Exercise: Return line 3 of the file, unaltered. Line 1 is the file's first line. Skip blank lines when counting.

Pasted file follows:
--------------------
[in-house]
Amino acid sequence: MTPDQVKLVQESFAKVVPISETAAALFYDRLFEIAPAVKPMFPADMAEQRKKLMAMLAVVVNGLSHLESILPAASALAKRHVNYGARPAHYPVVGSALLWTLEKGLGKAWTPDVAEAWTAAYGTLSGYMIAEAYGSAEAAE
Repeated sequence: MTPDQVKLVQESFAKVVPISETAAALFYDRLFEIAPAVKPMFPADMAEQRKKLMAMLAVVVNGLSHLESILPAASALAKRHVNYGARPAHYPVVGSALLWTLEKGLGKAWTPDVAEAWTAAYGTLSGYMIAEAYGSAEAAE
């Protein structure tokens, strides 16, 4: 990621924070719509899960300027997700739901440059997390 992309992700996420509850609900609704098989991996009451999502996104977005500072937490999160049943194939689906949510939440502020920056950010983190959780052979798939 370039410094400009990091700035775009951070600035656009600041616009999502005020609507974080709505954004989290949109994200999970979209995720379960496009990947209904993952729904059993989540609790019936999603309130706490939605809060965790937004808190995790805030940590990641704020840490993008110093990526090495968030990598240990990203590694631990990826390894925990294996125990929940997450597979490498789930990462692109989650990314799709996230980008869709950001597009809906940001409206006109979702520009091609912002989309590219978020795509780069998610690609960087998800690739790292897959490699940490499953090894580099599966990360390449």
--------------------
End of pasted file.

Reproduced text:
Repeated sequence: MTPDQVKLVQESFAKVVPISETAAALFYDRLFEIAPAVKPMFPADMAEQRKKLMAMLAVVVNGLSHLESILPAASALAKRHVNYGARPAHYPVVGSALLWTLEKGLGKAWTPDVAEAWTAAYGTLSGYMIAEAYGSAEAAE